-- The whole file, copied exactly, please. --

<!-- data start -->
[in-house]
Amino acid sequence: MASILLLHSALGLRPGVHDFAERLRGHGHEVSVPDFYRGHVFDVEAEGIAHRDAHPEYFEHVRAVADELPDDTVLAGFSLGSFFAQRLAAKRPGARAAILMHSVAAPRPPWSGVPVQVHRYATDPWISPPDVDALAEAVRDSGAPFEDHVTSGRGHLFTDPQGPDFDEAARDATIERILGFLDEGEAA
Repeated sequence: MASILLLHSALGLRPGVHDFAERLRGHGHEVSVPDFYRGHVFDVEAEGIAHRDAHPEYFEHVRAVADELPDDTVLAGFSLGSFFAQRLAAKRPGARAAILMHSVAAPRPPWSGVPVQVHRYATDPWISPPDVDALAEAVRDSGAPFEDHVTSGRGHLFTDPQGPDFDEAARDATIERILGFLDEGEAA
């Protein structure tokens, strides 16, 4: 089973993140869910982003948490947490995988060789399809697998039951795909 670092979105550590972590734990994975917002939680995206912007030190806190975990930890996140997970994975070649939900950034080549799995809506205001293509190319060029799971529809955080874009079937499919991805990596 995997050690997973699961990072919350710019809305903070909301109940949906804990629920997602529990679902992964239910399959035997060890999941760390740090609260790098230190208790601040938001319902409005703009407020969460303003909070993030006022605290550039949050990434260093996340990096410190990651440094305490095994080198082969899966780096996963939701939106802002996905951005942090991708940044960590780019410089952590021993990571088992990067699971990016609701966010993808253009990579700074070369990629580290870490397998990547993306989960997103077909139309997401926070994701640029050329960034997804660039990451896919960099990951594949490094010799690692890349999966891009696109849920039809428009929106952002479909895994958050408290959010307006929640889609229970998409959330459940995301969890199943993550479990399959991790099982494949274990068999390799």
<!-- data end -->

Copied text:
[in-house]
Amino acid sequence: MASILLLHSALGLRPGVHDFAERLRGHGHEVSVPDFYRGHVFDVEAEGIAHRDAHPEYFEHVRAVADELPDDTVLAGFSLGSFFAQRLAAKRPGARAAILMHSVAAPRPPWSGVPVQVHRYATDPWISPPDVDALAEAVRDSGAPFEDHVTSGRGHLFTDPQGPDFDEAARDATIERILGFLDEGEAA
Repeated sequence: MASILLLHSALGLRPGVHDFAERLRGHGHEVSVPDFYRGHVFDVEAEGIAHRDAHPEYFEHVRAVADELPDDTVLAGFSLGSFFAQRLAAKRPGARAAILMHSVAAPRPPWSGVPVQVHRYATDPWISPPDVDALAEAVRDSGAPFEDHVTSGRGHLFTDPQGPDFDEAARDATIERILGFLDEGEAA
């Protein structure tokens, strides 16, 4: 089973993140869910982003948490947490995988060789399809697998039951795909 670092979105550590972590734990994975917002939680995206912007030190806190975990930890996140997970994975070649939900950034080549799995809506205001293509190319060029799971529809955080874009079937499919991805990596 995997050690997973699961990072919350710019809305903070909301109940949906804990629920997602529990679902992964239910399959035997060890999941760390740090609260790098230190208790601040938001319902409005703009407020969460303003909070993030006022605290550039949050990434260093996340990096410190990651440094305490095994080198082969899966780096996963939701939106802002996905951005942090991708940044960590780019410089952590021993990571088992990067699971990016609701966010993808253009990579700074070369990629580290870490397998990547993306989960997103077909139309997401926070994701640029050329960034997804660039990451896919960099990951594949490094010799690692890349999966891009696109849920039809428009929106952002479909895994958050408290959010307006929640889609229970998409959330459940995301969890199943993550479990399959991790099982494949274990068999390799």